Capitalistic analysts attribute automation, Trump’s policy of “American jobs to Americans” and tightening of H1B visa regime as causes for these layoffs. But the root cause of automation and American politics is the unquenchable thirst for profit of the financial capital.
To understand the dynamic let us look at Cognizant-Elliot agreement. In November 2016, Elliot Management, an investment company, bought 4% of Cognizant’s shares for $1.5 billion. Then it wrote to Cognizant and asked it to increase its operating margin from 18.5% to 21%. The demand of a new investor took precedence over the welfare of Cognizant employees working for many years, leading to the current job cuts in CTS.
25 years ago, the same capitalists started replacing American IT workers with Indian IT workers to earn windfall profits for themselves and their investors. Now they are set to replace Indian employees with automation. Ofcourse, machines do not take tea breaks, go on maternity leave and can be made to work 24×7. They will not protest or demand extra pay.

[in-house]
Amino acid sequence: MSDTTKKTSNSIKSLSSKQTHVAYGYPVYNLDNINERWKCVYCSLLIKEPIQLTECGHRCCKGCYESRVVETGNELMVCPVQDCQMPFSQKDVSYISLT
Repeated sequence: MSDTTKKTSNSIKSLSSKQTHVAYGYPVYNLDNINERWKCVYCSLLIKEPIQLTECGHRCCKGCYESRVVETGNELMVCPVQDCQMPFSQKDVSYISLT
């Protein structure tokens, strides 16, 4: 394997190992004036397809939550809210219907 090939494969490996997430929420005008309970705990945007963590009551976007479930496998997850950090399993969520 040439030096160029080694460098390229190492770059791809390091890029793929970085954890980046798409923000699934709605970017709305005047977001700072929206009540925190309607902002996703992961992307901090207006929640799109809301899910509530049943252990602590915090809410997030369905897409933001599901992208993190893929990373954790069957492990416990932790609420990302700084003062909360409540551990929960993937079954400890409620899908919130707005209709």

Yes, the law of capitalistic mode of production is using human power only where the work cannot be mechanized. Experienced employees are fired when they are not needed to maximize profits, even though they have the required skill sets and are willing to work.
As the replacement of humans by machines increases, the consumption demand for produced goods and services reduces. As this contradiction worsen, capitalist economy plunges deeper and deeper into crisis. The capitalists dream of escaping the doom by creating new jobs with the help of new technologies like nano technology, cloud computing, artificial intelligence, space exploration, environmental protection, renewable energy, solar power, etc.
But the motto of capital is not to provide employment, to make more profit. In an economy driven by this logic, IT professionals should shed the narrow mindset of “my job, my life”, to start thinking about “our jobs, our lives” and extending it to include “our people, our country”. Yes, it is time IT employees join hands with the struggle of all working people.
Courtesy : Puthiya Jananayagam, June 2017